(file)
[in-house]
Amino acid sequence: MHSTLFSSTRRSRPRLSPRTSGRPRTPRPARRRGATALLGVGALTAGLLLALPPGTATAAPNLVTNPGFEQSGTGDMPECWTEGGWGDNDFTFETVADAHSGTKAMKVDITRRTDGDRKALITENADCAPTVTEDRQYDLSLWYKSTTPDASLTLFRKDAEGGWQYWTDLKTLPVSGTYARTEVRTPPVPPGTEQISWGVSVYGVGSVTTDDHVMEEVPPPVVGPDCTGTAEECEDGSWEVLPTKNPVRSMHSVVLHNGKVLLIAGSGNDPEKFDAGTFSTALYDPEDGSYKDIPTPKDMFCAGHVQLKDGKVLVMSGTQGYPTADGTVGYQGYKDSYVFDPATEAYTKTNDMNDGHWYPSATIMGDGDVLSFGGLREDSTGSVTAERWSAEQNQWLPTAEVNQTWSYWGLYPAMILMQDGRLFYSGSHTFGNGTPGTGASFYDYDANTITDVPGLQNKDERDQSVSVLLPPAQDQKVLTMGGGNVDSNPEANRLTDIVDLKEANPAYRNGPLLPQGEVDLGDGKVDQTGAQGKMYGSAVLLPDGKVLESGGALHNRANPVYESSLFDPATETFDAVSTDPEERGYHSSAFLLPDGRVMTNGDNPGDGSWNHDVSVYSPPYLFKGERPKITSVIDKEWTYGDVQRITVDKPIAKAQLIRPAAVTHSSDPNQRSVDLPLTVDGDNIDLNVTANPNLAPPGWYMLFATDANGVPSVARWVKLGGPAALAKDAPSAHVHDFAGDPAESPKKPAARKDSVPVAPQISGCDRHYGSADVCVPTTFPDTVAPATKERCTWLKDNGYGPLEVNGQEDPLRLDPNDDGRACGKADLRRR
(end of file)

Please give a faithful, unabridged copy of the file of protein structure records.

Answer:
[in-house]
Amino acid sequence: MHSTLFSSTRRSRPRLSPRTSGRPRTPRPARRRGATALLGVGALTAGLLLALPPGTATAAPNLVTNPGFEQSGTGDMPECWTEGGWGDNDFTFETVADAHSGTKAMKVDITRRTDGDRKALITENADCAPTVTEDRQYDLSLWYKSTTPDASLTLFRKDAEGGWQYWTDLKTLPVSGTYARTEVRTPPVPPGTEQISWGVSVYGVGSVTTDDHVMEEVPPPVVGPDCTGTAEECEDGSWEVLPTKNPVRSMHSVVLHNGKVLLIAGSGNDPEKFDAGTFSTALYDPEDGSYKDIPTPKDMFCAGHVQLKDGKVLVMSGTQGYPTADGTVGYQGYKDSYVFDPATEAYTKTNDMNDGHWYPSATIMGDGDVLSFGGLREDSTGSVTAERWSAEQNQWLPTAEVNQTWSYWGLYPAMILMQDGRLFYSGSHTFGNGTPGTGASFYDYDANTITDVPGLQNKDERDQSVSVLLPPAQDQKVLTMGGGNVDSNPEANRLTDIVDLKEANPAYRNGPLLPQGEVDLGDGKVDQTGAQGKMYGSAVLLPDGKVLESGGALHNRANPVYESSLFDPATETFDAVSTDPEERGYHSSAFLLPDGRVMTNGDNPGDGSWNHDVSVYSPPYLFKGERPKITSVIDKEWTYGDVQRITVDKPIAKAQLIRPAAVTHSSDPNQRSVDLPLTVDGDNIDLNVTANPNLAPPGWYMLFATDANGVPSVARWVKLGGPAALAKDAPSAHVHDFAGDPAESPKKPAARKDSVPVAPQISGCDRHYGSADVCVPTTFPDTVAPATKERCTWLKDNGYGPLEVNGQEDPLRLDPNDDGRACGKADLRRR